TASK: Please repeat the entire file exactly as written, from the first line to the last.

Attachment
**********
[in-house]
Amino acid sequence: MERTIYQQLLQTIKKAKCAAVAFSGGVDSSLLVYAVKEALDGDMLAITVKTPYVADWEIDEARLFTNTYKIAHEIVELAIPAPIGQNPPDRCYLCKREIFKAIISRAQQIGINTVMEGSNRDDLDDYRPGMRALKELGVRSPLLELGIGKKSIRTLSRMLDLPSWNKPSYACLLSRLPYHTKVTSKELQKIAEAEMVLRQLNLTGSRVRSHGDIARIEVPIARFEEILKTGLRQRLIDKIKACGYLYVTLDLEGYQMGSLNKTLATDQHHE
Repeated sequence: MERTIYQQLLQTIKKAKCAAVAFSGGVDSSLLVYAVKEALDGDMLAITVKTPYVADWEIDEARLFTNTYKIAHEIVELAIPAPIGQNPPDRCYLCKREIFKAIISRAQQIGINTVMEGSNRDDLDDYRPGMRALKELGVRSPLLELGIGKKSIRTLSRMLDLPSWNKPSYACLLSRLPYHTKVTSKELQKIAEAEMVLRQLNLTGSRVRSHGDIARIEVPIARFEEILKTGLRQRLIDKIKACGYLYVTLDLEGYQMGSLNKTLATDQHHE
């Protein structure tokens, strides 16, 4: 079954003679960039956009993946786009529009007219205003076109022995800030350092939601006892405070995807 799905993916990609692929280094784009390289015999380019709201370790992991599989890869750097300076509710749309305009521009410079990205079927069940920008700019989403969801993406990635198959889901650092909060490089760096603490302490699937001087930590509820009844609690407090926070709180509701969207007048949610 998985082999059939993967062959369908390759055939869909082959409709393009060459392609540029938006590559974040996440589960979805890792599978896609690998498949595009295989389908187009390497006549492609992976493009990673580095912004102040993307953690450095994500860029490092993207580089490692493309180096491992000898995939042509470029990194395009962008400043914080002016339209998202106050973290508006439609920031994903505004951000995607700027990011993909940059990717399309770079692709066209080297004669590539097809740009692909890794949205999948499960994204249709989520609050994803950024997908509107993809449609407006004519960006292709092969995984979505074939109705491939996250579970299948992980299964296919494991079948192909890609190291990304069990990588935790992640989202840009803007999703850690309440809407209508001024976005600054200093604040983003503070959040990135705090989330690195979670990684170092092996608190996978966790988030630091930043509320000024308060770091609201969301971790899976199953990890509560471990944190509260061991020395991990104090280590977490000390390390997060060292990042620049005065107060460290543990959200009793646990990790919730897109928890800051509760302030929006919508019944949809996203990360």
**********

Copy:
[in-house]
Amino acid sequence: MERTIYQQLLQTIKKAKCAAVAFSGGVDSSLLVYAVKEALDGDMLAITVKTPYVADWEIDEARLFTNTYKIAHEIVELAIPAPIGQNPPDRCYLCKREIFKAIISRAQQIGINTVMEGSNRDDLDDYRPGMRALKELGVRSPLLELGIGKKSIRTLSRMLDLPSWNKPSYACLLSRLPYHTKVTSKELQKIAEAEMVLRQLNLTGSRVRSHGDIARIEVPIARFEEILKTGLRQRLIDKIKACGYLYVTLDLEGYQMGSLNKTLATDQHHE
Repeated sequence: MERTIYQQLLQTIKKAKCAAVAFSGGVDSSLLVYAVKEALDGDMLAITVKTPYVADWEIDEARLFTNTYKIAHEIVELAIPAPIGQNPPDRCYLCKREIFKAIISRAQQIGINTVMEGSNRDDLDDYRPGMRALKELGVRSPLLELGIGKKSIRTLSRMLDLPSWNKPSYACLLSRLPYHTKVTSKELQKIAEAEMVLRQLNLTGSRVRSHGDIARIEVPIARFEEILKTGLRQRLIDKIKACGYLYVTLDLEGYQMGSLNKTLATDQHHE
């Protein structure tokens, strides 16, 4: 079954003679960039956009993946786009529009007219205003076109022995800030350092939601006892405070995807 799905993916990609692929280094784009390289015999380019709201370790992991599989890869750097300076509710749309305009521009410079990205079927069940920008700019989403969801993406990635198959889901650092909060490089760096603490302490699937001087930590509820009844609690407090926070709180509701969207007048949610 998985082999059939993967062959369908390759055939869909082959409709393009060459392609540029938006590559974040996440589960979805890792599978896609690998498949595009295989389908187009390497006549492609992976493009990673580095912004102040993307953690450095994500860029490092993207580089490692493309180096491992000898995939042509470029990194395009962008400043914080002016339209998202106050973290508006439609920031994903505004951000995607700027990011993909940059990717399309770079692709066209080297004669590539097809740009692909890794949205999948499960994204249709989520609050994803950024997908509107993809449609407006004519960006292709092969995984979505074939109705491939996250579970299948992980299964296919494991079948192909890609190291990304069990990588935790992640989202840009803007999703850690309440809407209508001024976005600054200093604040983003503070959040990135705090989330690195979670990684170092092996608190996978966790988030630091930043509320000024308060770091609201969301971790899976199953990890509560471990944190509260061991020395991990104090280590977490000390390390997060060292990042620049005065107060460290543990959200009793646990990790919730897109928890800051509760302030929006919508019944949809996203990360």